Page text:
When Emily Gould and Lillie Bahrami decided to collaborate on their capstone project, the two Creative Technology and Design students felt passionate about their shared goal: to create a “visually stunning, story-focused project.” But there was also some creative tension. Bahrami felt more drawn to creating the story in virtual reality, while Gould wanted to work in 2D animation.
“As we developed our concept, we realized that we didn’t need to compromise,” says Bahrami, a member of ATLAS Institute's Whaaat!? and THING Labs and a course assistant for the Intro to VR class. “We were able to draw inspiration from very different sources and find unexpected, delightful ways to combine our ideas.”
The result is “Mira’s Curse,” a fantastical animated and interactive journey told through virtual reality. The multimedia project follows the story of the protagonist, Mira, who travels through nine imaginative VR scenes on a journey of self-discovery. Through learning the complex stories of the strong women in her family, Mira realizes that she has the power to shape her own future.
“We were always thinking about the relationship between the scene we were writing and the best way to represent it in VR, and utilizing the 360-degree space in the most imaginative and cohesive way,” says Gould.
To do this, the two developed a sequence of diverse visual and interactive styles that followed Mira’s personal growth. At the beginning of her story, when Mira feels powerless, her scenes are mostly “theater-style” 2D videos. As Mira learns her capabilities and is empowered, those 2D elements are woven into increasingly immersive scenes, such as an animated comic in 360 degrees, a game where users strike virtual matches to reveal the story in their 2D flames, and expansive 3D landscapes.
Bahrami and Gould wrote the script together and then developed storyboards, moodboards, and UX designs. Gould then assembled audio assets—including original music by fellow CTD students Xavier Corr and Phu Le—and created 2D scenes as animated sequences of hand-drawn frames using Procreate, Blender’s Grease Pencil and Adobe After Effects. Meanwhile, Bahrami created 3D animations in the VR painting tool, Oculus Quill. They then used Blender to convert their scenes to 3D, and Bahrami completed the project using Adobe Premiere and the game engine, Unity 3D, to bring all of their content together into an interactive VR experience.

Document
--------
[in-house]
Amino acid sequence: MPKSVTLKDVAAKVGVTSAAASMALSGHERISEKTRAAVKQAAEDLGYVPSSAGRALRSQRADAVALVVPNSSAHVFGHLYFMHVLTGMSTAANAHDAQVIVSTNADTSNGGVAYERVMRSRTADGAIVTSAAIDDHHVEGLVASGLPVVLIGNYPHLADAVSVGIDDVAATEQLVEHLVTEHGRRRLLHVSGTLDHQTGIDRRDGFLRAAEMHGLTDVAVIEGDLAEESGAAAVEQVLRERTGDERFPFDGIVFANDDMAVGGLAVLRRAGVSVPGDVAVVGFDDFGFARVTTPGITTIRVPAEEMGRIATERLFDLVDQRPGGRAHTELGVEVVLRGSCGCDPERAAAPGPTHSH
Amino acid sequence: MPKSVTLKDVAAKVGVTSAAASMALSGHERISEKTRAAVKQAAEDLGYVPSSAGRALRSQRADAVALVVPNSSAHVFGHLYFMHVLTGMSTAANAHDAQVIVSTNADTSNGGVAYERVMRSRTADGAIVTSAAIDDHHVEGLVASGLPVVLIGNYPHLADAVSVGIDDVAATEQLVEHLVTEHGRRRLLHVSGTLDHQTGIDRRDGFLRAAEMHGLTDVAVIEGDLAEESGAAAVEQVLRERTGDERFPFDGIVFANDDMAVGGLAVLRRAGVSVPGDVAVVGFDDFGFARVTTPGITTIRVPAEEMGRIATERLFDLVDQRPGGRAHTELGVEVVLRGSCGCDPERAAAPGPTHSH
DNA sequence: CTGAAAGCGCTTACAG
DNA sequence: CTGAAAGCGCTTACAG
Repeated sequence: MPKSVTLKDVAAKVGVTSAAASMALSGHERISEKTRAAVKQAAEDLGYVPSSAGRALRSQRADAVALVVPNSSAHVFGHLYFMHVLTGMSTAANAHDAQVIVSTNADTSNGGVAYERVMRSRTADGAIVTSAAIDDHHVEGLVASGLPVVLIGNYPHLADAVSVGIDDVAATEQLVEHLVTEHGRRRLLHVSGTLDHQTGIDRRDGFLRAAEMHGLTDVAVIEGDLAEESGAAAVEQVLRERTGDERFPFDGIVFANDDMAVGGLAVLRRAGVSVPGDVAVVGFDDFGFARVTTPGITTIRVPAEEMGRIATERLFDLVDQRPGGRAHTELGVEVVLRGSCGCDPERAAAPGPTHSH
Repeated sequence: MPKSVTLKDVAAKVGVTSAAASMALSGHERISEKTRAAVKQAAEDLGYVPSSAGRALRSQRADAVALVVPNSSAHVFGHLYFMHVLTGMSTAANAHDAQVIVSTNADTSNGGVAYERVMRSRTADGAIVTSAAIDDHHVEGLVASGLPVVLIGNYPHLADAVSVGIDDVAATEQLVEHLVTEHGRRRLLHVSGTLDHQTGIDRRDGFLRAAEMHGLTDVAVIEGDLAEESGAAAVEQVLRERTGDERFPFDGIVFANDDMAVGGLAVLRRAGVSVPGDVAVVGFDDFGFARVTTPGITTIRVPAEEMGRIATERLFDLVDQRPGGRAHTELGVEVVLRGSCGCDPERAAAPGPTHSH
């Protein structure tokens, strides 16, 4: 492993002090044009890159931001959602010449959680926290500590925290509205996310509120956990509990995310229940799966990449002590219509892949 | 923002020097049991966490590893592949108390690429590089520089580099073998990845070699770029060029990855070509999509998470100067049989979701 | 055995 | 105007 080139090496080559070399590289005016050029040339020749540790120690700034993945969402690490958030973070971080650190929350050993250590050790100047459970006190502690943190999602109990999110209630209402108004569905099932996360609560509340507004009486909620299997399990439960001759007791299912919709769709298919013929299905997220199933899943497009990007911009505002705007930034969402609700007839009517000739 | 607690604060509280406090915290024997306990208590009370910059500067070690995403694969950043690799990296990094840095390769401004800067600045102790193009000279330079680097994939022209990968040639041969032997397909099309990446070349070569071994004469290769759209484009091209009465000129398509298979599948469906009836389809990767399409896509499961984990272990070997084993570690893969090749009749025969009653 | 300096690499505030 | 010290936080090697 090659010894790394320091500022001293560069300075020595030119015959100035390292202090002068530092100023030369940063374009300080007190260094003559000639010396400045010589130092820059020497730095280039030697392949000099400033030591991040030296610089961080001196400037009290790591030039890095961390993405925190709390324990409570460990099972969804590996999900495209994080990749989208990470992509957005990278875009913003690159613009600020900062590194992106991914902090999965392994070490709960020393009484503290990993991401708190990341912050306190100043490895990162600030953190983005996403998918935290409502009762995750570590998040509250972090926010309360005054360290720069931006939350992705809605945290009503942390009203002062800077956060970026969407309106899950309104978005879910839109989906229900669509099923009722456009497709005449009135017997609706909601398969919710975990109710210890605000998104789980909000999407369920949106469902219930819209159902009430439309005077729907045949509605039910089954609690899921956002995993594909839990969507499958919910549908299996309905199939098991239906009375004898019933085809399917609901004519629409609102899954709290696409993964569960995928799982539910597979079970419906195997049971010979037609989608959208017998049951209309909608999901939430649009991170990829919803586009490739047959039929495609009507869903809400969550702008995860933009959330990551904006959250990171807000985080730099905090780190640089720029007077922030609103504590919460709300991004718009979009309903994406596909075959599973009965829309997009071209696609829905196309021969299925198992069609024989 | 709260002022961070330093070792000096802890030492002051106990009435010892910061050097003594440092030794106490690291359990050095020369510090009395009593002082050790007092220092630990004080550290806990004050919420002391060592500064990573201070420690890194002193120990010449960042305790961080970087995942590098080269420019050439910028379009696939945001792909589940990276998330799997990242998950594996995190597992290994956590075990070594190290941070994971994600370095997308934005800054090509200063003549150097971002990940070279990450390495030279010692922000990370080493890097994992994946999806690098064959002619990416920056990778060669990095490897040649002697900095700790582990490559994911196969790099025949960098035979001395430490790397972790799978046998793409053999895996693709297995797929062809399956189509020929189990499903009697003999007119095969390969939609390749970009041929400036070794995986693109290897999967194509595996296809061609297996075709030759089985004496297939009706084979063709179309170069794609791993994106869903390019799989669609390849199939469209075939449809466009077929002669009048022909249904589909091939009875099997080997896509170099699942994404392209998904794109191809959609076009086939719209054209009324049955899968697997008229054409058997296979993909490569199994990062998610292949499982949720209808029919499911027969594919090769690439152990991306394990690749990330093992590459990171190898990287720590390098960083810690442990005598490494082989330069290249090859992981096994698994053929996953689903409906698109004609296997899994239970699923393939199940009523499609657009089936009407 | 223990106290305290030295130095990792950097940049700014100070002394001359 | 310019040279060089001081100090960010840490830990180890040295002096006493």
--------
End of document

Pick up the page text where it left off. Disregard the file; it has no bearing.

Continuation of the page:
The biggest challenge was collaborating from their individual homes during the pandemic, including sharing ideas and assets, working with other collaborators and mentors, recording music and accessing university equipment.
“Bringing an ambitious project like this to life requires a lot of resilience and creativity under the best possible circumstances,” Bahrami says. “With support from the ATLAS community, we found solutions to all of our pandemic problems and didn’t let the circumstances prevent us from making the project we wanted to make.”
One pandemic constraint they couldn’t avoid was being unable to show the full VR experience to their peers. Bahrami and Gould hope to offer a VR demo after the pandemic is resolved, even though they will have graduated.
“Mira’s Curse is a really magical and unique project that transcends boundaries, which is what VR does best,” Bahrami says.